PHILADELPHIA, Aug. 21 (UPI) -- U.S. scientists say they're making progress towards a 40-year-old dream of extracting uranium for nuclear power from seawater.
"Estimates indicate that the oceans are a mother lode of uranium, with far more uranium dissolved in seawater than in all the known terrestrial deposits that can be mined," researcher Robin D. Rogers of the University of Alabama told a meeting of the American Chemical Society in Philadelphia.
"The difficulty has always been that the concentration is just very, very low, making the cost of extraction high. But we are gaining on that challenge."
An economic analysis done for the U.S. Department of Energy comparing seawater extraction of uranium to traditional ore mining shows DOE-funded technology now can extract about twice as much uranium from seawater as the first methods, developed in Japan in the late 1990s.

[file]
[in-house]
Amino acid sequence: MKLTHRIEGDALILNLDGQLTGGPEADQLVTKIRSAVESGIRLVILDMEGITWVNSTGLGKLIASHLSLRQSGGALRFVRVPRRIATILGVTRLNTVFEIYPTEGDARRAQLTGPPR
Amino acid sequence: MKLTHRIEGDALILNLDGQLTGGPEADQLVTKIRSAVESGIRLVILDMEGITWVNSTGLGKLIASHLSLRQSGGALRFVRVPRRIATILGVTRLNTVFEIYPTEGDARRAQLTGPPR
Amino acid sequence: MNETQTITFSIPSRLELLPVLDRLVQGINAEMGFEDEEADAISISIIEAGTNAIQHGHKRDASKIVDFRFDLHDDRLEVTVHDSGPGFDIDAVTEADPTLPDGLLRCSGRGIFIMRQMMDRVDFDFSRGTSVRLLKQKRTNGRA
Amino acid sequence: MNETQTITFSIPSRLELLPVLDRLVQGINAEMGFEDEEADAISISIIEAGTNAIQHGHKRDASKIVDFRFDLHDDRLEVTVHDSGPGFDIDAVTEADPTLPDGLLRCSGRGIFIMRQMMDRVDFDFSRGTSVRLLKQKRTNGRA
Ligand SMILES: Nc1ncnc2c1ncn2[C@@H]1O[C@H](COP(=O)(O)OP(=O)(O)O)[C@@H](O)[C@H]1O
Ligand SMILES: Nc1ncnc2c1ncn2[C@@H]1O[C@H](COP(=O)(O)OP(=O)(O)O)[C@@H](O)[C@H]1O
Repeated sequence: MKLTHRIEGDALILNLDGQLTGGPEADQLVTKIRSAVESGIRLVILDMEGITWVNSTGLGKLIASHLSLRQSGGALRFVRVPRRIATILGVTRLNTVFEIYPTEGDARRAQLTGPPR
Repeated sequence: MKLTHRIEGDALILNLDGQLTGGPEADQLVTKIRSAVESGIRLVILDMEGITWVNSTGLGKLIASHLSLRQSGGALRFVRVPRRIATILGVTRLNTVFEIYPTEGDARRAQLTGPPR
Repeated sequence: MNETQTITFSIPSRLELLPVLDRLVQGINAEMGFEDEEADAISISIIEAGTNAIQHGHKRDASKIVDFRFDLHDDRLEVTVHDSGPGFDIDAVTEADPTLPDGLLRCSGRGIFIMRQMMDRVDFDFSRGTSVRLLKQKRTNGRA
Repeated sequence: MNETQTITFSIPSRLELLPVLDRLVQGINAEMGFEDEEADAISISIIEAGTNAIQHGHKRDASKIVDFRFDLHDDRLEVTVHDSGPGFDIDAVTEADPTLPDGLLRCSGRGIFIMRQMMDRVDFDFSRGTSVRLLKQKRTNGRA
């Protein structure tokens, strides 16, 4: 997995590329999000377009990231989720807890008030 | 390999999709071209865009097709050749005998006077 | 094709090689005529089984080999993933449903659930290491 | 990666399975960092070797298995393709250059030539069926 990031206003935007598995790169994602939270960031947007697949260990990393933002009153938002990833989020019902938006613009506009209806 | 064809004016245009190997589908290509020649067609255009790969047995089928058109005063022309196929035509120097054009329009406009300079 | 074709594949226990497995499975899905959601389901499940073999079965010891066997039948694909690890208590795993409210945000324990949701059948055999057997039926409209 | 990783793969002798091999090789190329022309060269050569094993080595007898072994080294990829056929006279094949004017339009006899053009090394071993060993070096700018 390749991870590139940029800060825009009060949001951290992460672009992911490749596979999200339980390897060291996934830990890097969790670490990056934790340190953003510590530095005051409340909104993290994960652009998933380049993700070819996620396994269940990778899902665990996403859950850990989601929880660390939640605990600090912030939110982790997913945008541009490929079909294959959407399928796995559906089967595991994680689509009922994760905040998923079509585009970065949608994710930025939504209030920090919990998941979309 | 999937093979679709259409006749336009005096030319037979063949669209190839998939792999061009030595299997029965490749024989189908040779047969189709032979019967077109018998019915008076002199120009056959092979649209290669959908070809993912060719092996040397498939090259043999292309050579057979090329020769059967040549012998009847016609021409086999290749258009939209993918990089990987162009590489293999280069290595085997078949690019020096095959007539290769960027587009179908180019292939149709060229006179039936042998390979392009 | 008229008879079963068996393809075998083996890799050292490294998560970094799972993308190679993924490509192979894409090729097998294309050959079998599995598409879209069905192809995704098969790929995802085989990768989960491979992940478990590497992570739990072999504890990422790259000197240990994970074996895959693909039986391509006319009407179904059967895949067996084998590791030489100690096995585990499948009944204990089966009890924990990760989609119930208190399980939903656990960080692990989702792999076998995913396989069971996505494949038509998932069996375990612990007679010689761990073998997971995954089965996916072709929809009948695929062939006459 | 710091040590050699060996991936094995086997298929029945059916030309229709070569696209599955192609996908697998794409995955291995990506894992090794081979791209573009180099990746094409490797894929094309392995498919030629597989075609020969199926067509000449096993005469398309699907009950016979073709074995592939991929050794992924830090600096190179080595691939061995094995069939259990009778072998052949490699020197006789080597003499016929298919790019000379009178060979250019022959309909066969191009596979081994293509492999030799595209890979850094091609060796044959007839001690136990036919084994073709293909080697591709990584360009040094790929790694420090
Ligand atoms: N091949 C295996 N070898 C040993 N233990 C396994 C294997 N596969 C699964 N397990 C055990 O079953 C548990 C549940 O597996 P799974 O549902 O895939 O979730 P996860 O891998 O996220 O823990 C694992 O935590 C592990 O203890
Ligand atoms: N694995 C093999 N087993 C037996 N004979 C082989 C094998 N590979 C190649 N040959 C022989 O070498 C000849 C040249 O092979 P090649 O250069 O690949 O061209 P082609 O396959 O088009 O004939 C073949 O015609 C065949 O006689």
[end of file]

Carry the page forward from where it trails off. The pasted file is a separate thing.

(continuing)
That brings production costs down to around $300 per pound of uranium, from a cost of $560 per pound using the Japanese technology, although extraction from seawater remains about five times more expensive than uranium mined from the ground, researchers said.
However, the researchers said, the current goal is not to make seawater extraction as economical as terrestrial mining but to establish uranium from the ocean as a sort of "economic backstop" that will ensure there will be enough uranium to sustain nuclear power through the 21st century and beyond.
"This uncertainty around whether there's enough terrestrial uranium is impacting the decision-making in the industry, because it's hard to make long-term research and development or deployment decisions in the face of big uncertainties about the resource," Erich A Schneider of the University of Texas at Austin said. "So if we can tap into uranium from seawater, we can remove that uncertainty."
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